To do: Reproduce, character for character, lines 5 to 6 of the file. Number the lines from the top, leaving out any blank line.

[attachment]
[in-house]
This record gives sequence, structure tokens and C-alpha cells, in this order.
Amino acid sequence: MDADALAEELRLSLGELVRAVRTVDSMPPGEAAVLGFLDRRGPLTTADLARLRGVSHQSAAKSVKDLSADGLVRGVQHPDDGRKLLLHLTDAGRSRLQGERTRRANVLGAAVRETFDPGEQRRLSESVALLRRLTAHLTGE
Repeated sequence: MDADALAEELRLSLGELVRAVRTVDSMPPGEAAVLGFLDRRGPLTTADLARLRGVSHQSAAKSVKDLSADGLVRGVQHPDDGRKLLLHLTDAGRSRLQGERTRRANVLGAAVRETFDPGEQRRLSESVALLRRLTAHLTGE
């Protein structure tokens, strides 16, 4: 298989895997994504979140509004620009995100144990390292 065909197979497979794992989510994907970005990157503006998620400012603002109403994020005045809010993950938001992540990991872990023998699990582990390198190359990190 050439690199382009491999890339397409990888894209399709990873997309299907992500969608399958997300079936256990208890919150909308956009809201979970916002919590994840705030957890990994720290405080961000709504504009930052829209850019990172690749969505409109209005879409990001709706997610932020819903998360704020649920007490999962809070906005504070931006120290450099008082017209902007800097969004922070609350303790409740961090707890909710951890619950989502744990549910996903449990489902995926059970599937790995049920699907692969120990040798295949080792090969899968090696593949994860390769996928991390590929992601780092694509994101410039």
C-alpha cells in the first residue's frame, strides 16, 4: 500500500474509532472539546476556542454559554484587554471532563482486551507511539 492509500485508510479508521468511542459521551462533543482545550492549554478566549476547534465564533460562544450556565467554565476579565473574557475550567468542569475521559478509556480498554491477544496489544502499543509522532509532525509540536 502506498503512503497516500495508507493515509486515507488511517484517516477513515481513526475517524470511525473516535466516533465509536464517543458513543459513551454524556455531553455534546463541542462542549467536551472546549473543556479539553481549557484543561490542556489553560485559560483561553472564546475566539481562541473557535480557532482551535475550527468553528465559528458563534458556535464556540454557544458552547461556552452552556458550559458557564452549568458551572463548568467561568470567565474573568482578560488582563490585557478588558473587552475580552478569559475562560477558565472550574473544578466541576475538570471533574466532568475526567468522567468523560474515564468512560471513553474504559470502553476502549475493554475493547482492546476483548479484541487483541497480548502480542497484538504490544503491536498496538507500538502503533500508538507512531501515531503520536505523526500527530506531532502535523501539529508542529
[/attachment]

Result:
């Protein structure tokens, strides 16, 4: 298989895997994504979140509004620009995100144990390292 065909197979497979794992989510994907970005990157503006998620400012603002109403994020005045809010993950938001992540990991872990023998699990582990390198190359990190 050439690199382009491999890339397409990888894209399709990873997309299907992500969608399958997300079936256990208890919150909308956009809201979970916002919590994840705030957890990994720290405080961000709504504009930052829209850019990172690749969505409109209005879409990001709706997610932020819903998360704020649920007490999962809070906005504070931006120290450099008082017209902007800097969004922070609350303790409740961090707890909710951890619950989502744990549910996903449990489902995926059970599937790995049920699907692969120990040798295949080792090969899968090696593949994860390769996928991390590929992601780092694509994101410039």
C-alpha cells in the first residue's frame, strides 16, 4: 500500500474509532472539546476556542454559554484587554471532563482486551507511539 492509500485508510479508521468511542459521551462533543482545550492549554478566549476547534465564533460562544450556565467554565476579565473574557475550567468542569475521559478509556480498554491477544496489544502499543509522532509532525509540536 502506498503512503497516500495508507493515509486515507488511517484517516477513515481513526475517524470511525473516535466516533465509536464517543458513543459513551454524556455531553455534546463541542462542549467536551472546549473543556479539553481549557484543561490542556489553560485559560483561553472564546475566539481562541473557535480557532482551535475550527468553528465559528458563534458556535464556540454557544458552547461556552452552556458550559458557564452549568458551572463548568467561568470567565474573568482578560488582563490585557478588558473587552475580552478569559475562560477558565472550574473544578466541576475538570471533574466532568475526567468522567468523560474515564468512560471513553474504559470502553476502549475493554475493547482492546476483548479484541487483541497480548502480542497484538504490544503491536498496538507500538502503533500508538507512531501515531503520536505523526500527530506531532502535523501539529508542529